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Private equity brushes off past club deal woes with $34B Medline buyout

After recently backing away from so-called club deals that bring together multiple firms, the industry now has its largest acquisition in years.

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Private equity’s biggest guns are once again showing they can have record-setting buyout firepower when they work as a team.

After recently backing away from so-called club deals that bring together multiple firms, the industry now has its largest acquisition in years. Blackstone, The Carlyle Group and Hellman & Friedman have joined forces to acquire Medline in a deal reportedly worth around $34 billion, including debt.

The deal comes after US private equity firms amassed approximately $721 billion in dry powder as of June 30, 2020 following years of record fundraising outputs. And it may signal that club deals involving multiple buyout shops have returned after they fell out of favor following a series of high-profile flops.

The Medline deal also marks the largest private equity buyout by value in at least a decade, according to PitchBook data. So far in 2021, private equity firms have struck 13 deals in the US worth $5 billion or more, surpassing last year’s total of 11.


This surge in mega-deals was largely expected after US private equity firms again set fundraising records in 2019. But in 2020, much of the funding earmarked for buyouts went unused during the height of the pandemic and at a time when banks were less willing to hand out massive financing packages.

With the economy rebounding and money to spare, investors have begun to spend billions. On Monday, Blackstone also agreed to acquire data center operator QTS Realty in a take-private deal that values the company at approximately $10 billion, including debt.

Following an auction for Medline, Blackstone, Carlyle and Hellman & Friedman emerged with the winning bid, reportedly beating a rival offer from the PE unit of Canada’s Brookfield Asset Management.

Based in Northbrook, Ill., Medline booked $17.5 billion in revenue last year through the sales of its wheelchairs, bandages and other medical supplies. The existing senior management team will remain in place and the Mills family, which founded Medline in 1966, will remain the company’s largest individual shareholder.

Blackstone, Carlyle and Hellman & Friedman will contribute roughly $17 billion in equity for the transaction, with each firm owning an equal stake and Singapore sovereign wealth fund GIC also participating, Bloomberg reported. The funds will be used to help the company fuel its international expansion, expand its product offerings and build out its infrastructure.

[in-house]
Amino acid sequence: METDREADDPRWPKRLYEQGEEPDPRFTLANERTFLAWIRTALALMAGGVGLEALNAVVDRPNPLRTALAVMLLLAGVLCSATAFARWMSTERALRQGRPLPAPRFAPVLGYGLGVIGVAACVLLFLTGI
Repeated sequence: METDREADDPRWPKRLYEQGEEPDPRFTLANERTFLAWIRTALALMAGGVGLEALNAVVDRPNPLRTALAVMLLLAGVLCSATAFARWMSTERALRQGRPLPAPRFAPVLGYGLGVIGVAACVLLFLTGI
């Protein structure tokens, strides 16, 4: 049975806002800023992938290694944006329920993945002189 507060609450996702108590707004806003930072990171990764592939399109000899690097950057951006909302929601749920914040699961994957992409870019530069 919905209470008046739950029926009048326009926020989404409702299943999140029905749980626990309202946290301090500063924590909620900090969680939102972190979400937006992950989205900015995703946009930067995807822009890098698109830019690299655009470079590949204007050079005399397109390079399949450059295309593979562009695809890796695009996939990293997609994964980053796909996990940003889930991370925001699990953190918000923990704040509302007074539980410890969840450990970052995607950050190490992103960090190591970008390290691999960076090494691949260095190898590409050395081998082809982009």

Previous buyouts that went bust in the wake of the 2008 financial crisis placed significantly higher debt loads on companies. Among the more notable outcomes: Energy Future Holdings (formerly TXU) filed for Chapter 11 bankruptcy protection in 2014, claiming upwards of $40 billion in debt seven years after KKR, TPG Capital and Goldman Sachs acquired the company for some $45 billion.

Caesars Entertainment filed for Chapter 11 protection in 2015, citing a debt load of some $24 billion around seven years after TPG Capital and Apollo Global Management took the casino operator private in a deal valued at $27.8 billion. And in 2017, Toys R Us filed for Chapter 11 protection with more than $5 billion in debt. That was nearly equivalent to the overall purchase price when KKR, Bain Capital and Vornado Realty Trust took the toy retailer private for some $6.6 billion in 2005.

Carlyle and Hellman & Friedman have some recent history as investment partners. Earlier this year, the duo sold Pharmaceutical Product Development, a publicly-traded clinical research organization, to Thermo Fisher Scientific in a deal that valued the company at around $17.4 billion. That marked a massive return, albeit a decade after they bought it via a $3.6 billion deal in 2011.

Featured image by John Lund/Getty Images

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    Written by Adam Lewis
    Adam Lewis was a financial writer covering private equity for PitchBook. He covered dealmaking, company and investor news for the PitchBook newsletter and blogs about the intersection of private equity and politics. A graduate of the WSU’s Edward R. Murrow College of Communication, Adam was previously a sportswriter covering the Mariners and Seahawks.
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